Peru State College - Peruvian Yearbook (Peru, NE)

 - Class of 1917

Page 48 of 302

 

Peru State College - Peruvian Yearbook (Peru, NE) online yearbook collection, 1917 Edition, Page 48 of 302
Page 48 of 302



Peru State College - Peruvian Yearbook (Peru, NE) online yearbook collection, 1917 Edition, Page 47
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Peru State College - Peruvian Yearbook (Peru, NE) online yearbook collection, 1917 Edition, Page 49
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Page 48 text:

y°(?ri y or was immediately rejected by the state legislature, the grounds tor the refusal being that they wanted the state university located at the capitol, to aid in its growth. The system of normal schools was then discussed, and after a long and stormy struggle in the senate, the first state normal school in the state, one of very few in the United States, was brought to Peru. In connection with the school, the names of three men stand out, perhaps, a little above the rest. They are Major Daily, Dr. John F. Neal, and Col. T. J. Majors. Major Daily was largely instrumental in transferring the old school from Pawnee City to Peru. Dr. Neal, aided by Rev. Hiram Burch and Mrs. C. B. McKenzie, donated the ground upon which it stands, and Colonel Majors has always had its best interests at heart in all ways. The first appropriation for the maintenance of the new school was one of three thousand dollars. Another of ten thousand was soon secured ; and later, through the efforts of Colonel Majors and his associates a third of thirty-five thousand dollars was secured for the erection of the oldest building upon the campus today, the old training building. This fiftieth anniversary has been further signalized by its outgrowth and the completion of its successor, the magnificent structure which bears the name of the man to whom, among others, we owe the existence of our school, T. J. Majors. For the last half century since her establishment, the history of Peru has been practically that of the great state with which she was originated. A steady, symmetrical expansion, at all times proportionate to, at times exceeding, the demands made upon her. Starting with the inevitably few, through the whole-hearted support and sacrifice of her backers, she has attained that eminence which only wise jurisdiction and excellence of ideals can bring. Year by year she has grown. Year by year she has strengthened and broadened, her alumni going to the four corners of the world as her best advertisements, her colors upheld on many a hard-fought football field. Under her present administration she stands at what is now the zenith of her greatness. May she grow greater with the years. Peru the Cibola of many a youthful Coronado, the sunny little city of our dreams; can we ever forget her! With the coming of the warm days of spring, the awakening of the roadsides and fence corners, can we help a retrospective thought, tinged, perhaps warmly with regret? Will we want to come back? The clear Sunday afternoon, warm with the breath of a laggard summer, the inevitable walk to the river, the bluish, sun-crowned bluffs of Iowa, the lagging steps as home and supper draw near; they arc indelible in our memory. Unforgetablc is the thrill of a Peruvian dawn, or the gold and purple glory of her sunset hills. Ask an alumnus what days of his life he values most, and his answer will be that those nearest his heart arc those spent in a quaint, old-fashioned town on the river, days born in the rosclight of a dream, buried in the gold of its attainment among the hills and hollows of old Peru. G. Talbot Hunt, ’17. i 7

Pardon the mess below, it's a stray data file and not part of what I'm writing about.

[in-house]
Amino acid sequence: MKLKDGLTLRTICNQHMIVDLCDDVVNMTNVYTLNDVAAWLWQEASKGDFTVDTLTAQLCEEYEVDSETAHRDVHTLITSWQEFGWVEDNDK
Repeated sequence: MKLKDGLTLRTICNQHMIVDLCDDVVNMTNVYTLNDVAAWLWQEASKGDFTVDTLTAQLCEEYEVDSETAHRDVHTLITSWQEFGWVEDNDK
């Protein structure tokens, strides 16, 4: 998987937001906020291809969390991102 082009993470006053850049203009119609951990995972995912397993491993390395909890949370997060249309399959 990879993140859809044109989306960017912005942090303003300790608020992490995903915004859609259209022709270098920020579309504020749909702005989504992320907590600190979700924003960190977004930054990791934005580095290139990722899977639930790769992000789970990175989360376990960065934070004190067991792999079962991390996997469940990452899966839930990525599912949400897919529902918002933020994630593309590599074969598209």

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provide for them. All honor to those far-sighted ones, who in that time of strife and clamor conceived and established institutions which have been the foundations of Nebraska’s marvelous empirical education. Most notable of these, was, of course, our state university; but Nebraskans, looking into the future saw our state university too heavily burdened, and set to work to devise a method of taking care of a special type cf education which has come to be paramount in the civilization of today. With the advent of a new generation would come a cry for teachers, and people would clamor for scientific and practical instruction in the art of | edagogy. Then it was that the novel system of normal schools came into being, and in 1867, as Nebraska came to her own, as a state, there was conceived and dedicated to the profession of teaching, an institution, little heralded it is true, but one of the greatest educational centers in the west, the Nebraska State Normal of Peru. Far down in the southeastern corner of Nebraska, tucked away within the encircling arm of the protecting hills, a mere pocket in the bluffs along the river, lies the little town of Peru. First impressions of Peru differ. To the person first seeing it from the dear antique old bus, it may seem a remnant of the days of John Alden, and it would not be a difficult feat of the imagination to transform the bewhiskered driver into a veritable twentieth century Rip Van Winkle. To the pilgrim of the open road, seen thru the swimming, smoky light of Indian Summer, it may seem only a shimmering wave upon wave of glistening emerald, dotted by chimneys, and jewelled by a few glinting spires, an arboreal haven of rest, and a green allurement for birds. In the winter of 1860, a charter was granted for the establishment of a school of college rank in Peru. The matter rested for a term of five years, when it was once more taken up; and in 1866 occurred the real inception of the school in Peru. C. B. McKenzie, a man of unusually commanding personality, a teacher with lofty ideals, was elected principal, and his wife elected preceptress of the then unimportant and little-noticed school. It was planned to turn it over to the Methodist Church conference for a female seminary. In the early history of Peru, no man stands out with such distinction as C. B. McKenzie. Those were years that tested the mettle of character, and to the man whose wisdom, perseverance and unflinching courage gave us our Peru of today, we owe an incalculable debt. In the spring of 1867, the present Peru State Normal consisted of one low, ramshackle frame building, crowning the sparsely vegetated crest of the high hill southwest of Peru. It was at the time a struggling Methodist academy, which the townspeople and surrounding countrymen were bending every effort toward keeping in existence. They gave willingly of what they had, their efforts were untiring and unceasing, but several hard years followed one another, and finally, seeing their cause hopeless, rather than see the fruits of their labor come to nothing, it was turned over to the state legislature, a group of men among whom was T. J. Majors, to be given to the State, with the express reservation that the state University be located there. 'Phis proposal 1917